The Importance of Factor Index Rebalancing

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One of the biggest advantages of factor-based smart beta indices lies in the fact that they are regularly rebalanced. If done correctly, rebalancing can lead to optimal returns without racking up significant profit-draining fees.

Rebalancing involves buying and selling securities at intervals determined by each individual strategy. Intervals often range from monthly to quarterly, semi-annually and annually.

This mechanism is required so that strategies retain their stated purpose: for example, having exposure to the momentum factor or to small stocks. Changing markets, stock fundamentals and prices means factor exposure becomes weakened over time.

Factor indices are weighted by exposure to a certain factor, differing from benchmark indices which weight constituents by their size.

Since smart beta indices naturally have to be rebalanced more frequently than market-cap weighted alternatives, they carry slightly higher fees than passive benchmark indices. This means it is important to select the most appropriate rebalancing strategy, so as to simultaneously keep the index within its defined boundaries while also avoiding excessive costs.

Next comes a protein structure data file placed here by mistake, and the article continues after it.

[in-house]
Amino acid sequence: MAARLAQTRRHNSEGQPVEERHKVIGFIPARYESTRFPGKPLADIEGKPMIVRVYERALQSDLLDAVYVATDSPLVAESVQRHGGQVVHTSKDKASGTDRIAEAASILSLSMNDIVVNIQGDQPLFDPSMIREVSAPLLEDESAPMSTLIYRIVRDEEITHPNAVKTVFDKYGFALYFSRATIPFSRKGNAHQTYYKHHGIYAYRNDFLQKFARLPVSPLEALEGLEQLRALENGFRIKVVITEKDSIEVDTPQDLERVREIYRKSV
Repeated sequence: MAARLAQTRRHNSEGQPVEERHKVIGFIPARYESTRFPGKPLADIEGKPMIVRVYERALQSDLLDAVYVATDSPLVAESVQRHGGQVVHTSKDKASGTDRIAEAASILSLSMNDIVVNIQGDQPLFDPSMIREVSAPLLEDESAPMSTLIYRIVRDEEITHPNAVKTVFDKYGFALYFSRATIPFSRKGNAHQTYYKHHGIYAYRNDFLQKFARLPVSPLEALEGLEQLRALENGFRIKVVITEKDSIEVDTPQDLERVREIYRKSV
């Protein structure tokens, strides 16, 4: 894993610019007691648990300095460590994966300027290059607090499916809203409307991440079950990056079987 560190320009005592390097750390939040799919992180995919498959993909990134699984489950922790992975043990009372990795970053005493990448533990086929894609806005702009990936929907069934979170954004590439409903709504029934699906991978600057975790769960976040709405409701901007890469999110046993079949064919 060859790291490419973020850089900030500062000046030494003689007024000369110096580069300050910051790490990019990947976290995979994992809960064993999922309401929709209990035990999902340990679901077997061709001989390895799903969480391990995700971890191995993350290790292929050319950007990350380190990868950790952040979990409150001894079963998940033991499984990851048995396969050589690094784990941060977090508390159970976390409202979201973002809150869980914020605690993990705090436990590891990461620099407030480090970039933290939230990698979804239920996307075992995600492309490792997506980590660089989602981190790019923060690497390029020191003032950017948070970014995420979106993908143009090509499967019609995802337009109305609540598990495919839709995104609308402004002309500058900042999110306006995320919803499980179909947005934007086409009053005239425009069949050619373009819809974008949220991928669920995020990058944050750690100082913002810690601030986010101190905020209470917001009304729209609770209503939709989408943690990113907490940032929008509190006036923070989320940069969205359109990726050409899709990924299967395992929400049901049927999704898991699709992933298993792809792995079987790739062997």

The ultimate goal is to generate the best returns net of rebalancing fees.

Some strategies can require more frequent rebalancing than others, including momentum funds. Other factors, including small size and low volatility, tend to be preserved for longer.

For that reason, an index provider might choose to rebalance a momentum smart beta fund twice as often as a low-volatility fund, for instance.

Another advantage of rebalancing is that it is done in a rules-based and mechanical manner, which avoids the emotional biases that may be associated with mutual fund rebalancing.

Without enforced rebalancing, traditional passive benchmark indices can also become heavily overweight certain stocks or sectors. An extreme example of this was the tech bubble of the late 1990s.